? Remission Already?

Discussion in 'Lantus / Basaglar (glargine) and Levemir (detemir)' started by Duchess2118, Jan 13, 2019.

  1. Duchess2118

    Duchess2118 New Member

    Joined:
    Dec 9, 2018
    Hi Everyone,

    Cookie and I are fairly new here (he was diagnosed in early Dec) and I didn't think I would be asking remission questions this soon but think I need to start! I haven't had to give Cookie any insulin since the evening of Monday, Jan 7th because his AM and PM numbers have consistenly been in the low 100s and below. He seems more like his old self as well, he has started making mischief again and has a very good appetite. Our last curve was Jan 1st and I am doing another today.

    Is it possible for Cookie to be in remission within 1 month? If it is remission what are our next steps and what type of ongoing care will Cookie need? Thank you all for the great advice and tips.
     
  2. Angie & Millhouse

    Angie & Millhouse Member

    Joined:
    Nov 29, 2018
    I'm sorry I don't have an answer for you, as we are very new to this as well, but wanting to jump in to see the replies because our situation is very similar. Can you tell me if his diet changed significantly with his dx?
     
  3. Duchess2118

    Duchess2118 New Member

    Joined:
    Dec 9, 2018
    Hi Angie! I wouldn't say Cookie's diet change was very drastic. Before diagnosis I fed him by mixing Friskies chunks with gravy in with kibble, but sometimes just gave him just wet food. Since his diagnosis I have cut all kibble and he gets either the Friskies pate or Fancy Feast pate. At first he wasnt a fan of the pate but after getting tips from the awesome folks on this board I started mixing in a little water with the pate and he now cleans his bowl.
     
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  4. Angie & Millhouse

    Angie & Millhouse Member

    Joined:
    Nov 29, 2018
    That's really interesting. Millhouse was strictly high carb dry, so i believe changing his diet has been the catalyst for his blue and green days. The main piece of advice I picked up here is to not shoot it they are under 150. My vet says 200, but I can tell Millhouse is feeling less than great when over 150. I try to test at least three times a day to be certain I'm not missing a change. We had a great trial going, but he had an AMPS of 154, so I gave a reduced dose then. I guess it's just always going to be an ongoing experience.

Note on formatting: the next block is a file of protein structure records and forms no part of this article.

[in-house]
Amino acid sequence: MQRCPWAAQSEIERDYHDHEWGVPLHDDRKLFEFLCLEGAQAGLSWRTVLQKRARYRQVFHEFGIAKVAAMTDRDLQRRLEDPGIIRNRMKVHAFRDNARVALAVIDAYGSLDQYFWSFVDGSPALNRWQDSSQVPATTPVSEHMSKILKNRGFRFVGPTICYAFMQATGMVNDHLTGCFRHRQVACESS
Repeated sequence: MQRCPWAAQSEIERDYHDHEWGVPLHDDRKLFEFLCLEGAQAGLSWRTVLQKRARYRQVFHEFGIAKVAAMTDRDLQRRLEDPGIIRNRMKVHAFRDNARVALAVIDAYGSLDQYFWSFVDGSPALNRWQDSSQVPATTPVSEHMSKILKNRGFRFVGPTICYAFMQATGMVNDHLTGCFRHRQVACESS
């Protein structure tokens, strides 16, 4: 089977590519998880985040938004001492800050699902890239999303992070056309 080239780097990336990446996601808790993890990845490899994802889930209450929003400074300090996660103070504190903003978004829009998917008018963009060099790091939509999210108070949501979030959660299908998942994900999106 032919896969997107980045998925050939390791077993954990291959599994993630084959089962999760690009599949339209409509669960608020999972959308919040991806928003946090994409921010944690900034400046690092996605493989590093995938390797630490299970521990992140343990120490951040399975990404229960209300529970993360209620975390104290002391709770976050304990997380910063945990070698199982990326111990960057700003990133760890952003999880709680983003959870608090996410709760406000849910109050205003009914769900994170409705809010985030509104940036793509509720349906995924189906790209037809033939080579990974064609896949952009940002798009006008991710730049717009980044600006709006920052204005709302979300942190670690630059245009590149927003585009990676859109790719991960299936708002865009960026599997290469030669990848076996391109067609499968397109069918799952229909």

5. Wendy&Neko

    Wendy&Neko Well-Known Member

    Joined:
    Feb 28, 2012
    Changing from high carb food to low carb can make all the difference for some cats. Gravy food and kibble is quite high carb food. A fast remission is possible with a food switch, especially if no other underlying medical conditions.

    Typically we have people try to give insulin as long as safely possible, in order to achieve a strong a remission. Even in remission a cat is still diabetic, just a diet controlled diabetic. Usually people will gradually lower the dose of insulin they are giving, and with experience,will also lower the preshot number at which they will give insulin. If following the Srptart Low Go Slow method of dosing, the no shot number gradually goes down to 90.

    Good luck with today’s curve.
     
  6. majandra

    majandra Well-Known Member

    Joined:
    Oct 11, 2018
    Rhubarb was one of the lucky ones- diet change and a month on insulin.
     
  7. Angie & Millhouse

    Angie & Millhouse Member

    Joined:
    Nov 29, 2018
    A no shot number of 90... I didn't realize that. I'm nervous to shoot in the morning when he's lower and I'm leaving for work. I'll have to read some more.
     
  8. Azure

    Azure New Member

    Joined:
    Mar 10, 2018
    We only had Marcus on Lantus for about a month when he went into remission. That was last March. Fingers are crossed that Cookie is also in remission! Who would have guessed how important a wet -low carb diet can be in cats?
     

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